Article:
The "build em here" first , then export is important to qualify for Carbon Credits as a potential Return On Investment ROI. Should someone have the courage and cash to step up!

The "build em here" first, maximises Job Creation manufacturing and assembling components.

In my opinion



We need to replace the fossil fuel power plants, the primary source of GHG. Now!

At a scale required to accomplish this task :

Ethanol starves people : not a viable option.

Fracking releases methane : not a viable option.

Cellulose Bio Fuel Uses Food Land : not a viable option

Solar uses food land : Not a viable option

Wind is Intermittent : Not a viable option



All Human and Agricultural Organic Waste can be converted to hydrogen, through exposure intense radiation!

http://www.huffingtonpost.com/social/DennisearlBaker/2012-a-breakthrough-for-r_b_1263543_135881292.html

The Radioactive Materials exist now, and the Organic waste is renewable daily.

Ending the practice of dumping sewage into our water sources.

Air, Water, Food and Energy issues, receive significant positive impacts .

Reducing illness / health care costs as well !



Dennis Baker 
Penticton BC V2A1P9 
cell phone 250-462-3796 
Phone / Fax 778-476-2633

 

 

TSvi Howard Epstein's picture
TSvi Howard Epstein on Feb 18, 2013 10:21 am GMT

The link asserts that ocean depth temp differences can supply all the power we need by driving heat engines.  But evidence that this can be done economically is not presented. Have experiments with this even been conducted? Unless there are large temp differences, thermodynamics dictates that engine efficiencies will be small. Locally, here in Oregon, there are experiments starting with wave power generation, but no one yet claims to know the economics of several proposed systems under investigation. Temp stratification engines are yet a whole other breed of cat...but if they could be economic, they would at least be able to operate 24/7.

TSvi Howard Epstein's picture
TSvi Howard Epstein on Feb 19, 2013 9:04 am GMT

 

An interesting link. I saw a list of projects, but not clear how many are delta T ocean generation projects. Nor did I see a report on the economics of a completed project or one in progress. Your suggestion of 100MW for $400M would be just earth shaking if this is tried and proven to be reliable long term. $4/W for 24/7 power and no fuel costs would yield well under 10 year payback even throwing in considerable maintenance. Unbelievable for a new technology that has yet to be scaled up. Lots of people live near shorelines...transmission losses could be low on short distances to market.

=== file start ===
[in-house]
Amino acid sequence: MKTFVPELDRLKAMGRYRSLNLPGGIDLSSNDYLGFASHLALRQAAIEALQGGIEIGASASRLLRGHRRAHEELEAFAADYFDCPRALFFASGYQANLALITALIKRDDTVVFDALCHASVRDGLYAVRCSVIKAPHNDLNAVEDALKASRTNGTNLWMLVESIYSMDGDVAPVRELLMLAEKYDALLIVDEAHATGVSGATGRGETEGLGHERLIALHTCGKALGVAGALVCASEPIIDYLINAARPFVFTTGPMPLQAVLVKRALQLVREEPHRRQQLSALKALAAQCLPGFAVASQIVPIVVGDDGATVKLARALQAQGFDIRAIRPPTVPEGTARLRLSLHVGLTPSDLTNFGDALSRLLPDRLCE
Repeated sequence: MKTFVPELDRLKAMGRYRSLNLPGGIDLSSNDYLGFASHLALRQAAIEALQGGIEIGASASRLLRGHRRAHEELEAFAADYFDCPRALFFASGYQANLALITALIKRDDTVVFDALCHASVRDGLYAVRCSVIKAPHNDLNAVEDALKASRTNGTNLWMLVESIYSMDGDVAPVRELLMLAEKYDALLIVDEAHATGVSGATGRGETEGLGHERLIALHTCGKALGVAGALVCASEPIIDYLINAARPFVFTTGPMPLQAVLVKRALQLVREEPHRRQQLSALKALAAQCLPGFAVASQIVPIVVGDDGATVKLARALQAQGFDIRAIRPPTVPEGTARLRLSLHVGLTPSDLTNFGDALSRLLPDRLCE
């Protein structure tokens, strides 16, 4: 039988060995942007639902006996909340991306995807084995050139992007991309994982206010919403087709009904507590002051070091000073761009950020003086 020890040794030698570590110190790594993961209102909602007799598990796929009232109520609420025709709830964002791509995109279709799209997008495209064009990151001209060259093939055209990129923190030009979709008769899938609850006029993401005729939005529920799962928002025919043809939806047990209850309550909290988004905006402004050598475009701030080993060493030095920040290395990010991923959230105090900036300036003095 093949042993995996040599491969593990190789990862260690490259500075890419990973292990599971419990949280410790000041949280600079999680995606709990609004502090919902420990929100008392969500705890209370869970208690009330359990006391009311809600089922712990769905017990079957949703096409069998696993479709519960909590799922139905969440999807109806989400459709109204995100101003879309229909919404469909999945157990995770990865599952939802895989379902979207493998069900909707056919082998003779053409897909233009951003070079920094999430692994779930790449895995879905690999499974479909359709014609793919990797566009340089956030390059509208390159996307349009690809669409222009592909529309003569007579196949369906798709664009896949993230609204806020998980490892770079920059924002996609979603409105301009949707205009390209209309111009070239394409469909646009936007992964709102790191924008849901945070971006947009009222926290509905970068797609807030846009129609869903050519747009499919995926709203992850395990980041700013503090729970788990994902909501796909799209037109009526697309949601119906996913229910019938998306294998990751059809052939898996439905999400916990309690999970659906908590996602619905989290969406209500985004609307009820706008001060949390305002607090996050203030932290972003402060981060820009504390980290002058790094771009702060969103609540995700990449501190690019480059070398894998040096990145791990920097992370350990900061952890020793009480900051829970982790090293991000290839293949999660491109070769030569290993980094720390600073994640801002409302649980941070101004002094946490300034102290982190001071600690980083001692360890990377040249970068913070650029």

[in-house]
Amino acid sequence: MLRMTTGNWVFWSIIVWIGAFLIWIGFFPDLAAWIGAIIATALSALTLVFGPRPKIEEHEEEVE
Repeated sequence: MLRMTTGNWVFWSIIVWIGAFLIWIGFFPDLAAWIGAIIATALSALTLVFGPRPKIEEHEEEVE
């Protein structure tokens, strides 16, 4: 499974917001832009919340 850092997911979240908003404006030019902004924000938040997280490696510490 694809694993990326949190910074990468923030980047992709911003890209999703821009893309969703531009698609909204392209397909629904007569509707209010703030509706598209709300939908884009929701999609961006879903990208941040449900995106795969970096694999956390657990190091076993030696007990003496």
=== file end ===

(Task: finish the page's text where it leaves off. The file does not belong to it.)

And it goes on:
Sounds too good to be true...so probably it isn't true. Please do not invest money in this company yet.

TSvi

 

dennis baker's picture
dennis baker on Feb 22, 2013 1:15 am GMT

Jim Baird

Not so odd when your link regarding the warming oceans and its dangers is addressed in my solution, terminating its use as a tolet , and chemical repository.

Dennis Baker 

Thomas Garven's picture
Thomas Garven on Mar 6, 2013 3:32 pm GMT

Jim and I have had a few off-line discussions about OTEC and I agree that a potential exists for the use of this technology.  It is however not without it's challenges just like almost every other technology used to generate electricity.  HOWEVER, If you look at OTEC maps, it can be seen that the waters off the Southern U.S., most of Mexico, the Gulf of Mexico and up the eastern seaboard to the Carolina's are excellent resource areas for this technology.  As a Quality Engineer by profession, the financial wisdom of such projects is not really my area of expertise so won't get into that aspect.  There are however, some major corporation investing large amounts of money into OTEC.